Breaking Free - November/December 2021

From the editor

Welcome to our combined November/December edition of Breaking Free. As we head towards the end of a challenging year, we are still facing a degree of uncertainty with more COVID-19 news.  This continued uncertainty is stressful and the holiday season itself can bring additional pressures. In this edition we have included some information on self-care and caring for yourself during the holiday season.  We also offer some guidance on how to ‘say no’.  Often we feel pressured and obligated to take part in activities that we don’t feel comfortable about.  We hope the ideas we are sharing can support you to navigate your way through the holiday season.

In addition, we have provided an article about Adverse Childhood Experiences, which have impacted a large number of people who receive Breaking Free. This article includes links to a range of valuable resources, as well as a new perspective around ACEs – the Number Story.

If you would like to speak to one of our counsellors during this time please call:
Blue Knot Helpline and Redress Support Service on 1300 657 380 Monday – Sunday between 9am – 5pm AEDT.
The National Counselling & Referral Service – Disability will also be open and can be contacted on 1800 421 468 9am – 6pm AEDT Monday – Friday, and 9am – 5pm AEDT Saturday, Sunday and public holidays.

Our Helplines will be open right through the holidays. Please however note that the Blue Knot Office – administration will be closed from 25/12/21 to reopen on 10/01/22.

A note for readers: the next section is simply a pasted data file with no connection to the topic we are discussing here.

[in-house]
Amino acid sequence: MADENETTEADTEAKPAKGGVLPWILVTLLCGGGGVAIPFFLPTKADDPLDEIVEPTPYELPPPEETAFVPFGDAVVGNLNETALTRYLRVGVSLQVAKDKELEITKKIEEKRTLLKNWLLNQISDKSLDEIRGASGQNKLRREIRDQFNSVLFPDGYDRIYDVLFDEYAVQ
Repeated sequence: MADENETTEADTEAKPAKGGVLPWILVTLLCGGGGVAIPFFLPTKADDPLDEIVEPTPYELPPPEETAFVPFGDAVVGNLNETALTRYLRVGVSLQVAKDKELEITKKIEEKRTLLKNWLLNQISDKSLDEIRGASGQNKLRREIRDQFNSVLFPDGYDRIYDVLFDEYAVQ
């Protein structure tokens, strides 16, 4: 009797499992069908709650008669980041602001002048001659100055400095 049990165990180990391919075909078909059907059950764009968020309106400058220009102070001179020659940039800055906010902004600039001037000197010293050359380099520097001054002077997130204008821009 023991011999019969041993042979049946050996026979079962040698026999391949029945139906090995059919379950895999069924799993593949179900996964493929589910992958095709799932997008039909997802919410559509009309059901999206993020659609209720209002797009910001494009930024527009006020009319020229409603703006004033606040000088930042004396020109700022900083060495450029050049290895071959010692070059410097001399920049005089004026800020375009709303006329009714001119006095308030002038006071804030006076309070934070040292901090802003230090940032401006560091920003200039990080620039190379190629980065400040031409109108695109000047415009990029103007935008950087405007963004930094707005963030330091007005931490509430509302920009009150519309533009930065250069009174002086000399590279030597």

This year has also been an amazing year of achievements for Blue Knot despite the challenges.  Our 2020/21 Annual Report showcases the programs, services and activities that Blue Knot has provided throughout the year. It is included in this edition for your perusal. This report is testament to the commitment of an incredible team at Blue Knot and also to the real difference we are honoured to make in people’s lives every day. We have also included news from our AGM and board, as well as opportunities to participate in research and also the Commission of Inquiry into the Tasmania government’s response to child sexual abuse in institutional settings.

As always, we are grateful for the support we have received – many kind messages through email, social media and our Helpline services.  Community support is invaluable in helping us help more survivors heal. To this end we have included a short introduction to Doing Good Rewards – an easy way of providing support when you shop. One very big thank you to all our supporters this year and always.

Take care,
From the Blue Knot team

Looking after yourself over the holiday season

Group of people on the beach